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Help for parents struggling to talk to kids about sex

June 02, 2006|by LISA PREJEAN

We were driving to school earlier this week when my 7-year-old daughter asked one of those difficult questions.

She was gazing out the window and noticed the construction workers who were building a new home in our neighborhood.

"Mommy, those men don't have any shirts on."

I nodded and said they probably took their shirts off because they were hot.

"Yeah, Daddy sometimes does that when he's working around our house."

I gave her another nod. "Yes, boys and men do that sometimes."

She thought about that for a while. Then she innocently inquired, "But Mommy, why don't girls do that?"

I explained that we're made differently. There are special parts of a Mommy's body that are designed to feed a baby. We cover these parts because it is considered modest to do so. We keep certain parts of our bodies private. We don't let other people see them.

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"I still don't get it. Boys should do that, too," she said.

I smiled. Helping children to realize that boys and girls are different is one of those parenting subjects that we all want to handle delicately. It's also a precursor to the conversations we'll face with preteens about their changing bodies and their attraction to the opposite sex.

I've followed the discussions about the high teen pregnancy rate in our area. There seems to be an overriding theme. Parents want to talk to their kids about sex but they don't know how or they don't know where to begin.

Talking to children about sex is a process that begins early and evolves over time. Discussions begin when a parent is willing to answer a child's questions with age-appropriate factual information in a matter-of-fact way. We should express our beliefs, but we shouldn't allow our beliefs to prevent us from providing the information that children need in order to understand how their bodies work.

Questions typically surface when a new baby comes into the home.

I've used two books to explain conception to my daughter and my son, who is 11:

"How Did God Make Me? The Miracle of Birth" by Matt and Lisa Jacobson. This includes photographs of an unborn child at various stages inside the mother's womb. The book explains that the baby was conceived with a part from the mommy and a part from the daddy.

"What's He Doing Now?" by Patti Farmer and Janet Wilson. A little boy eagerly awaits the birth of his little sister with lots of questions for his parents.

As children get older, they will want to know about the changes in their bodies. Girls might want to read "Period. A Girl's Guide" by JoAnn Loulan and Bonnie Worthen.

Both boys and girls should read, "Passion and Purity" by Elisabeth Elliot, who gives direction on dating, what to look for in a mate and relationship roles.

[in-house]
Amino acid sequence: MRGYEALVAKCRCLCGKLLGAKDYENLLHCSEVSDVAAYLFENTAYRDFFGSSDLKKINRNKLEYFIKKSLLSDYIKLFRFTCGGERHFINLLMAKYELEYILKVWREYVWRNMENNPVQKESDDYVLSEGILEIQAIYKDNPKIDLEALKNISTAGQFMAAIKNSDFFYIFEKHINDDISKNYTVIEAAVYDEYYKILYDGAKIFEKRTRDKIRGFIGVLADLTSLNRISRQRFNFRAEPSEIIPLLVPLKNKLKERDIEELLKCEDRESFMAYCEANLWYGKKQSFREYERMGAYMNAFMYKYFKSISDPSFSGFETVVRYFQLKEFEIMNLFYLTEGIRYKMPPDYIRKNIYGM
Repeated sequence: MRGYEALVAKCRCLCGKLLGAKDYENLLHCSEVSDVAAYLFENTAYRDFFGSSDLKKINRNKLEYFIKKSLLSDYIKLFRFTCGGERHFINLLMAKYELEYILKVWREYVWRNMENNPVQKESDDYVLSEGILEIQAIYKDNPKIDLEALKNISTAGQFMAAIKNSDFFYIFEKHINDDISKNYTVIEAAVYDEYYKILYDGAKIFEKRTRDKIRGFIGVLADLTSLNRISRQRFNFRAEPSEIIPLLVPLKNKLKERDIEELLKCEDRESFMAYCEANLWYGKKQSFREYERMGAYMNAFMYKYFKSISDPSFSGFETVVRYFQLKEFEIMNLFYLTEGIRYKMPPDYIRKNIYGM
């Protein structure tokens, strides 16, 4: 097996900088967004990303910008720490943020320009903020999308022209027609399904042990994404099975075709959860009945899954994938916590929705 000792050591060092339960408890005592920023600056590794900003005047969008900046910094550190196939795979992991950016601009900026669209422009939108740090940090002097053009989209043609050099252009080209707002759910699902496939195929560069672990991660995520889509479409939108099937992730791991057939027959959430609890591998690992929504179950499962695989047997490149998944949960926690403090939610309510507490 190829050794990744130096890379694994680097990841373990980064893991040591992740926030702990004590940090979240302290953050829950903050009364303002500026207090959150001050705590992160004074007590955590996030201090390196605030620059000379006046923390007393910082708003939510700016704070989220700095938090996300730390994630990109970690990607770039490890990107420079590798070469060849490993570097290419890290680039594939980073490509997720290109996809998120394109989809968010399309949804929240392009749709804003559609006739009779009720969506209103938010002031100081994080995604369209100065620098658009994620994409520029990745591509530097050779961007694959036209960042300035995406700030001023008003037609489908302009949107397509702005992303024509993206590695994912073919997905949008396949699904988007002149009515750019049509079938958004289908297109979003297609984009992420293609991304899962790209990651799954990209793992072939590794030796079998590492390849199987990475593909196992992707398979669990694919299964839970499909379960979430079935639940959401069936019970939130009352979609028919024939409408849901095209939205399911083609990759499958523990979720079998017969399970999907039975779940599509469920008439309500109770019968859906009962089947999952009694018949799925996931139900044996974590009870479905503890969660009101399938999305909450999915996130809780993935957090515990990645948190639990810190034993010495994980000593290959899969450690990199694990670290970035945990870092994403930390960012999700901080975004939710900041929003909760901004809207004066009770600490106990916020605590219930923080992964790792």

As my children grow older and we discover more books on this topic, I'll share them with you. Perhaps you've found some books that would be helpful to other parents, if so, e-mail me and I'll share your comments in this column.

For the last two weeks, I've been sharing the clues I've given my fifth-graders in our classroom President of the Day contest. Here are the final clues:

1. I was the first Catholic to be elected president.

I was an "idealist without illusions."

Jackie married me.

2. Before becoming a public official, I served as a Navy pilot in World War II.

My son became president.

Another son is governor of Florida.

3. My middle initial doesn't stand for anything because my parents couldn't decide between Shipp or Solomon, my grandfathers' names.

During my presidency, the 22nd amendment to the Constitution was ratified. It stated that no person can be elected president more than twice.

I decided to drop two atomic bombs on Japan, ending World War II.

4. I led allied forces to victory in Europe during World War II.

My nickname was Ike.

Richard Nixon was my vice president.

5. During my presidency, America celebrated the bicentennial of its founding.

I was the first person to step into the presidency without being elected as either president or vice president.

I survived two assassination attempts.

6. My wife is a former librarian.

I won one of the closest presidential races in history.

My daughters are twins.

7. I was sometimes called "Landslide Lyndon."

My "Great Society" plan included medical insurance for the poor and elderly.

I supported the Civil Rights Act of 1964.

Answers:

1. John F. Kennedy

2. George H.W. Bush

3. Harry S Truman

4. Dwight D. Eisenhower

5. Gerald Ford

6. George W. Bush

7. Lyndon B. Johnson




Lisa Tedrick Prejean writes a weekly column for The Herald-Mail's Family page. E-mail her at lisap@herald-mail.com.

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